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    Wat. I'm going to agree with Lange here. Loops should function as part of level design and not just eye candy. They can serve both roles quite well but its all up to implementation. 3D wise things are harder but not impossible. There are plenty of designs from 2D that could work in 3D, for example:


    [​IMG]


    Can easily be applied in 3D and diverge to an alternate path in the same manner. Think Adventure controls and physics with more polish. The player would see the alternate path before traversing the loop letting them know it exists. Through correct timing you can use the momentum and angle for the slope to jump to the alternate path. You could even just skip the loop by hopping over it, though you would miss out on rings and the alt path if you think it would save time.

    [​IMG]

    Alternatively: Modern Sonic edition

    [​IMG]

    Please excuse my pitiful attempts at perspective.
     
  11. Sparks

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    You guys are right, I did forget instances like that (perhaps I'm due another playthrough of Sonic 2 and 3 to jog my memory!).

    Shame too, since I regularly use loops for extra momentum by rolling when I play through levels. :ohdear: When you begin rolling right at the top of a loop, you get a bit more speed than you would by running.

    edit: the heck is going on with the emote code?
     
  12. Tiller

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    Specifically I recall in Sandopolis you spun around in the loops to gain momentum to launch you upwards to the next part of the act. Emerald Hill uses the two loops and the momentum from spinning through them to get to the interior mountain path. Sonic CD's uses them to help with going to the past and hides item boxes on top of them.
     
  13. Well...... I just don't see why it's bad for speedrunners to do things like that. Thing is, not everyone is a speed runner. Sure, I can do a good speedrun, but I find it much more fulfilling to breeze through the stage and take it all in, rather than just getting it overwith for the sake of it. As such, I'd find it more thrilling to move through a loop with the camera behind Sonic so I can watch the world flip around me, than to just skip that. Some may find it dizzying, in which case they're free to avoid it, but I just think it's coooooool. I do agree that loop splines aren't a big problem and are a good compromise as long as whether the player makes it through or not is dependent on... well, the PLAYER, which I can't say for recent Sonic games, but like you've said, it's important to give the player options and let them experience what they want.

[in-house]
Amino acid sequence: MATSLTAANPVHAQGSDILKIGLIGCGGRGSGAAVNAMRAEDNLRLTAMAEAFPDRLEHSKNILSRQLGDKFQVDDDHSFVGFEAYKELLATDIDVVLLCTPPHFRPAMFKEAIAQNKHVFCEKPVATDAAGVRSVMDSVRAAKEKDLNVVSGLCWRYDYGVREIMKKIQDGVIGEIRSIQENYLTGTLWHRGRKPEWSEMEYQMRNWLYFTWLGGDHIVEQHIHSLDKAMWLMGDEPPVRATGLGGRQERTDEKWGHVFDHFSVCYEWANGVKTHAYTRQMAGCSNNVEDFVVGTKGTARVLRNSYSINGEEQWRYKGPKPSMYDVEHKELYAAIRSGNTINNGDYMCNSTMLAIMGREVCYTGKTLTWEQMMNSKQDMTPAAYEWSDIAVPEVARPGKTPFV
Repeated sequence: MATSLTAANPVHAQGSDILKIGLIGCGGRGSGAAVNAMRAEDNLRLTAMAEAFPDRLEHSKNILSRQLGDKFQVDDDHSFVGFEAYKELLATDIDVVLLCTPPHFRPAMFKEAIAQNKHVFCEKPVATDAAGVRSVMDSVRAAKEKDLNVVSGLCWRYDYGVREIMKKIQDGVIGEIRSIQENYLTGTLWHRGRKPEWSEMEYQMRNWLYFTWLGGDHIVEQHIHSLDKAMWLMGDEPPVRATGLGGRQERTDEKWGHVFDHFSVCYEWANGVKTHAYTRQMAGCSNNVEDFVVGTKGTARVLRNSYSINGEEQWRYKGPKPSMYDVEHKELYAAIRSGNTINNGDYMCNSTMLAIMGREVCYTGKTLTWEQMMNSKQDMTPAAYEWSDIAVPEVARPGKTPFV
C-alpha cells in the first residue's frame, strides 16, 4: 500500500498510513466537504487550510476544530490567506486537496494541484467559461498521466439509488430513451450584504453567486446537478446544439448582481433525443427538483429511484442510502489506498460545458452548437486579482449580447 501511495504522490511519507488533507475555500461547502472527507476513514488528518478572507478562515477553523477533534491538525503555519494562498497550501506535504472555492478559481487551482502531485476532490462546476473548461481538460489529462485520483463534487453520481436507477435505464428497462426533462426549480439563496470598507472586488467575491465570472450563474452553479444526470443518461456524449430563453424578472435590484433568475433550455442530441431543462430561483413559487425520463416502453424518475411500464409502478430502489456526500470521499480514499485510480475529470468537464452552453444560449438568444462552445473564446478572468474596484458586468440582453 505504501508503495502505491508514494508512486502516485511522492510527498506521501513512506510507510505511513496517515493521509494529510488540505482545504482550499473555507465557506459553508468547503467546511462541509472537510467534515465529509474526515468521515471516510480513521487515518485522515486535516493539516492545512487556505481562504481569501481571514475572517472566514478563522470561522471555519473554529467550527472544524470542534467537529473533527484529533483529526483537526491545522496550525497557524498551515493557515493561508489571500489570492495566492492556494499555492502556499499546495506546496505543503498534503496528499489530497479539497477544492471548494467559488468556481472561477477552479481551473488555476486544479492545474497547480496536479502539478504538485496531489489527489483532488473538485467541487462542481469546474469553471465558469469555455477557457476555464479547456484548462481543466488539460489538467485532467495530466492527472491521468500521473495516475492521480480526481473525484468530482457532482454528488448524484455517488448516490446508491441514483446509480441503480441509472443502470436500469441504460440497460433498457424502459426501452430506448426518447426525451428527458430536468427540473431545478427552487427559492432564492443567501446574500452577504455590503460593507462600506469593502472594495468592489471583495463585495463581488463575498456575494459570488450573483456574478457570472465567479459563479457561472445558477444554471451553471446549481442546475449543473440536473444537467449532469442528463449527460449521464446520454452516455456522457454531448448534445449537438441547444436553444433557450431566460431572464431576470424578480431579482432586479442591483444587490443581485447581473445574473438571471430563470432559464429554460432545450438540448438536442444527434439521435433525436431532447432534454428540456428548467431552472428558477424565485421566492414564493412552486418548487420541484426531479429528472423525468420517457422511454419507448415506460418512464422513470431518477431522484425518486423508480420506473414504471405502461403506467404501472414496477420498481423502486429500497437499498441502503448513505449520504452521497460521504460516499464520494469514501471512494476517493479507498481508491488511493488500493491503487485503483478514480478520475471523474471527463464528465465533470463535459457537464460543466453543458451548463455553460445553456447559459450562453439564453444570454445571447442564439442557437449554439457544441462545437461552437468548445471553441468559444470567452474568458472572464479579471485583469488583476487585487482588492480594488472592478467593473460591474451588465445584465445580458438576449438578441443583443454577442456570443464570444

Anyway, I do agree with most of the things you wrote here. Some of these are things I've ranted and raved about for years, though.... not as well. That said, I am trying to bring certain ideas into practice with Exodus. I guess my problems with, say, the daytime stages is how claustrophobic and limiting they feel. Sure, there often ARE the usual expected 2 or 3 alternate paths, but they don't impress me much because they only occasionally connect and, for the most part, just feel like randomly intersecting lines, and not a world in itself. Each path on their own is tiresomely linear, but together, they still don't work, especially in 3D. Some of the modern stages, however, are a MASSIVE improvement, especially Seaside Hill. This place feels so open, and it's because all the paths frequently overlap and mesh together, making it feel more like one big place than a bunch of mostly disconnected, isolated smaller places... and yet, the player still knows where to go. They have options, they have wiggle room, but it all leads them to the goal ring eventually.

    Then there's Green Hill Paradise... which is cool, but lacks direction. Granted this sort of thing could easily be solved by showing the player where the goal is with a big beam of light that reaches the sky and is always there until the player is ready to head over there, like in Brutal Legend or Ultimate Spider Man... that said, it's kind of a copout and something you want to avoid having to use in a Sonic game.

    In the case of Sonic Exodus, I am trying to make a statement of how I think level design should be. Granted, not the entire stage is going to be designed like "The backyard" near the beginning. That's just a place for players to practice rolling and get a hang of how momentum can be used to get around. Most of the stage is going to be like modern Seaside Hill, but on an even bigger scale if I can help it. There will be many, MANY paths, but they all lead somewhere and eventually converge at the other end of the island. The player won't, or at least shouldn't, get lost.

    Anyway, great opening post.

    Also...... I freaking love Corviddude's work. He knows what's allll about.
     
  14. Aesculapius Piranha

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    Great post, P3DR0.

    One nitpick that is bugging me is that I don't feel that a game can be "too open." You do touch on the solution which is cueing the player visually, which is something a good sandbox game has to do a lot of. That doesn't mean you have to restrict the level to three paths. Just keep in mind if you are making a sandbox game around Sonic, just having a large, pretty, open world is not enough. You have to have a full environment with things to distract and entertain you along with objectives. Classic elements in 2D Sonic don't lend themselves to that very well. The adventure fields in Sonic Adventure both succeed and fail at this in different parts. Keeping in mind some of the things you can interact with in Station Square may be a good start to making a Sonic game with a sandbox feel.

    My two cents. :specialed:
     
  15. Chimera

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    I don't think the focus was "sandbox Sonic" design, but the idea behind sandbox sonic is actually an intriguing one. I'm ok with Sandbox games but when people say sandbox, I usually think they mean they want a game where the objective is literally "fuck around," I.e. Minecraft. I personally get tired of Minecraft after a while; there's so much to do but sometimes I do all the things I'm interested in, realize there's no objective, and I start to feel like when I finish Pokemon or Saints Row; the story's done and all the objectives are finished so what do I do now? Just go around and grind/shoot people (respectively)? I mean yes the point of minecraft itself is to make your own objective with all the resources you got, but perrssooonaalllyy I prefer a game where at the very least you DO have a good amount of objectives to complete, a goal, quest, journey, story if you will.